Warning to Rudd over leadership

Key independent Tony Windsor says there would and probably should be a quick election if Labor changes leaders.

Key independent Tony Windsor says there would and probably should be a quick election if Labor changes leaders.

KEY independent Tony Windsor has fired a warning shot across Kevin Rudd's bows, saying there would and probably should be a quick election if Labor changes leaders.

Mr Windsor said last night that if Labor went into meltdown over its leadership, it might be time ''that the Australian people are asked to make a decision'', rather than the independents renegotiating with the new PM.

Both Mr Windsor and fellow country independent Rob Oakeshott are strongly backing Ms Gillard, complicating the push from Mr Rudd, who has suffered a setback with yesterday's Age/Nielsen poll boosting the Prime Minister's stocks. The minority Labor government depends on their support. Both revealed they had been sounded out last year about a change of Labor leader.

Mr Oakeshott, asked on Sky whether Mr Rudd or any of his supporters had spoken to him about a leadership change, replied ''Yes, at different times'', canvassing where he would go ''only in very general terms''. Later he told The Age he did not think the sounding out was from ''Rudd's praetorian guard''.

Mr Windsor said he had had a contact from someone outside Parliament, probably 12 months ago, who was touting for Mr Rudd. ''But that died within days and I think this one has as well,'' he told the ABC.

The Gillard forces were relieved by yesterday's Age/Nielsen poll showing Labor's primary vote rising to 33 per cent, and Ms Gillard ahead of Tony Abbott as preferred PM for the first time in nine months. The polling has calmed the caucus for the moment.

The Rudd camp insisted Ms Gillard's poll boost was unlikely to give her a longer term reprieve - unless there was unanticipated continued improvement. The talk now is that any move would wait until after the March 24 Queensland election.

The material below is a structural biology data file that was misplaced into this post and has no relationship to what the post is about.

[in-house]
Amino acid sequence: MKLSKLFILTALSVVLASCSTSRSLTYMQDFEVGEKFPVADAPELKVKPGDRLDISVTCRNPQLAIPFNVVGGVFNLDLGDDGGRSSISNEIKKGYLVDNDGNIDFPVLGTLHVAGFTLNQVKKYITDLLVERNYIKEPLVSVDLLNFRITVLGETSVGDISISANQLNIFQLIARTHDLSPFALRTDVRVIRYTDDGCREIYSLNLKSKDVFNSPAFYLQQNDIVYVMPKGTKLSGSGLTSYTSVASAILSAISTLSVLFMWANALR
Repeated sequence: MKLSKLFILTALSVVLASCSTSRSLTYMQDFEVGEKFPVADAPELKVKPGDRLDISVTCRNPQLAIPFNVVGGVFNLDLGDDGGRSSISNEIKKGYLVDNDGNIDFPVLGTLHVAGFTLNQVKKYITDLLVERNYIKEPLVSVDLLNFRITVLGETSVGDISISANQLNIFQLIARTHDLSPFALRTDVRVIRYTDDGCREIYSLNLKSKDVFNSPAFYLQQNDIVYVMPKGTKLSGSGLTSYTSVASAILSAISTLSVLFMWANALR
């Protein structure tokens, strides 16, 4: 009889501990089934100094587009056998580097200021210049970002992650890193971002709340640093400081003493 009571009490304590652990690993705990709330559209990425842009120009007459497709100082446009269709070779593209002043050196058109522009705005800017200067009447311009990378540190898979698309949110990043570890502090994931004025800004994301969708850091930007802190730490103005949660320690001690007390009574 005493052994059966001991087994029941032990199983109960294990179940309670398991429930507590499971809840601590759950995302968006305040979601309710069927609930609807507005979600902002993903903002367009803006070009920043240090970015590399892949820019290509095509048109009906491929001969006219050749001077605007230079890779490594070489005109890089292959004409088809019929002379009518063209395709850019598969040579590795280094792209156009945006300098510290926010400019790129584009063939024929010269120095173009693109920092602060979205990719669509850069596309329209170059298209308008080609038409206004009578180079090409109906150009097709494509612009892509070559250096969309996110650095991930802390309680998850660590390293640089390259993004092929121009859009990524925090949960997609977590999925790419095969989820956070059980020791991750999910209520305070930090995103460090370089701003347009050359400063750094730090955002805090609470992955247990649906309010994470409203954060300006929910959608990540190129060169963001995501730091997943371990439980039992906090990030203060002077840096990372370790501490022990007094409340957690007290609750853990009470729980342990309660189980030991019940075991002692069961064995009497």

Mr Oakeshott and Mr Windsor differed on whether a change to Mr Rudd would mean a quick election. While Mr Windsor predicted that it would, he also insisted the change would not happen.

He would not see himself throwing his support behind Tony Abbott if things did change. ''But maybe if this thing becomes a real loose cannon, a meltdown, then maybe that's time the Australian people are asked to make a decision, rather than try to renegotiate another package and arrangement,'' he said. ''That's not to say that parties don't have the right to change their leadership but they can't expect the status quo to remain in terms of the crossbench.''

Mr Oakeshott said he believed the Parliament would work through any change. Mr Oakeshott, who has said all bets would be off if Labor dumped Ms Gillard, said Mr Rudd had left Ms Gillard to negotiate with the independents on Labor's behalf after the election ''and should be bound by that handshake as much as she is''. The ''handshake'' covered the deal for a stable Parliament and an election late next year.

Ms Gillard brushed off questioning about the poll but repeated that the election would be next year - a timetable that Mr Rudd also now favours if he became leader. ''We do have a lot of hard work to do and if we do that hard work, I believe we can win the election when it's held in 2013'', she said.

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